Coaching the team as a unit is critical. Improving teamwork cannot be achieved by individual coaching or individual development alone.
Hackman and Wageman (2005) define team coaching as direct interaction with a team intended to help members make coordinated and task-appropriate use of their collective resources in accomplishing the team’s work. Coaching a team focusses on improving its effectiveness, which makes a team more likely to produce sustainable and repeatable performance in their outcomes.
All members of a team can receive individual coaching to improve their personal capabilities and yet the team’s performance may not show any notable improvement, according to a study of 100+ top teams from around the world by Wageman et al. (2008).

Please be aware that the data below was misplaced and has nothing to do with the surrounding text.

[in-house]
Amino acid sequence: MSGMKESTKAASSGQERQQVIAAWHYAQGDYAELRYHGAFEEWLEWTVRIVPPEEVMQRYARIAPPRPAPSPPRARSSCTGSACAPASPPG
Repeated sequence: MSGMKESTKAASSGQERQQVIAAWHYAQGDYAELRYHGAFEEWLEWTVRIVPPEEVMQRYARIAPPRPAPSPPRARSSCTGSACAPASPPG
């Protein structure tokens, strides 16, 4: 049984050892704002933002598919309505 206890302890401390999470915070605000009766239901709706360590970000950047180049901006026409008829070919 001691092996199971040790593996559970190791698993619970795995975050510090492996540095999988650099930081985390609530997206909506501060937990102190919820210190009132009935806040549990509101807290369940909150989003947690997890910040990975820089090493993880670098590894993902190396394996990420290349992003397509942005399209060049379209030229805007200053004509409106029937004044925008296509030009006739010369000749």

“A surprising finding from our research is that teams do not improve markedly even if all their members receive individual coaching to help develop their personal capabilities. Individual coaching can indeed help executives become better leaders in their own right, but the team does not necessarily improve […] Team development is not an additive function of individuals becoming more effective team players, but rather an entirely different capability. The reason for that is not immediately obvious. In essence, it is the because the team itself is an entity separate from the individuals who constitute it. For the team to get better that entity needs to be coached while members are actually carrying out their collaborative work.”